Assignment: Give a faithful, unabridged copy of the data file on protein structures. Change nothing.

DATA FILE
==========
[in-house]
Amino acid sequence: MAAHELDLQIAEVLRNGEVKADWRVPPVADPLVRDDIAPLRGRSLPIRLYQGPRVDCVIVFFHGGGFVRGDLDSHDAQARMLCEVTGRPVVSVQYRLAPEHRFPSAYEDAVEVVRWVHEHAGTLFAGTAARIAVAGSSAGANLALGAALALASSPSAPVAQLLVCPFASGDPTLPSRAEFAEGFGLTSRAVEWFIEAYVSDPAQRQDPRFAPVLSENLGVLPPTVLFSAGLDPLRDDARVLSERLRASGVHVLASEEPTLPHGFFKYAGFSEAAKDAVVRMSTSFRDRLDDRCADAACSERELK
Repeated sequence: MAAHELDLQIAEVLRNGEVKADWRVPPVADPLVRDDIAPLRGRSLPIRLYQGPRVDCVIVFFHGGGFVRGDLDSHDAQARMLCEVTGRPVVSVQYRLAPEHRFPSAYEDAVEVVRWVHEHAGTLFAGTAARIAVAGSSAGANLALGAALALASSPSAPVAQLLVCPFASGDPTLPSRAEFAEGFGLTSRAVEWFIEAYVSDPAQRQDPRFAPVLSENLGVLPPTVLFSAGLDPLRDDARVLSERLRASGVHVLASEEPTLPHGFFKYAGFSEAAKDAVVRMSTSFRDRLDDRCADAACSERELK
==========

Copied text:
[in-house]
Amino acid sequence: MAAHELDLQIAEVLRNGEVKADWRVPPVADPLVRDDIAPLRGRSLPIRLYQGPRVDCVIVFFHGGGFVRGDLDSHDAQARMLCEVTGRPVVSVQYRLAPEHRFPSAYEDAVEVVRWVHEHAGTLFAGTAARIAVAGSSAGANLALGAALALASSPSAPVAQLLVCPFASGDPTLPSRAEFAEGFGLTSRAVEWFIEAYVSDPAQRQDPRFAPVLSENLGVLPPTVLFSAGLDPLRDDARVLSERLRASGVHVLASEEPTLPHGFFKYAGFSEAAKDAVVRMSTSFRDRLDDRCADAACSERELK
Repeated sequence: MAAHELDLQIAEVLRNGEVKADWRVPPVADPLVRDDIAPLRGRSLPIRLYQGPRVDCVIVFFHGGGFVRGDLDSHDAQARMLCEVTGRPVVSVQYRLAPEHRFPSAYEDAVEVVRWVHEHAGTLFAGTAARIAVAGSSAGANLALGAALALASSPSAPVAQLLVCPFASGDPTLPSRAEFAEGFGLTSRAVEWFIEAYVSDPAQRQDPRFAPVLSENLGVLPPTVLFSAGLDPLRDDARVLSERLRASGVHVLASEEPTLPHGFFKYAGFSEAAKDAVVRMSTSFRDRLDDRCADAACSERELK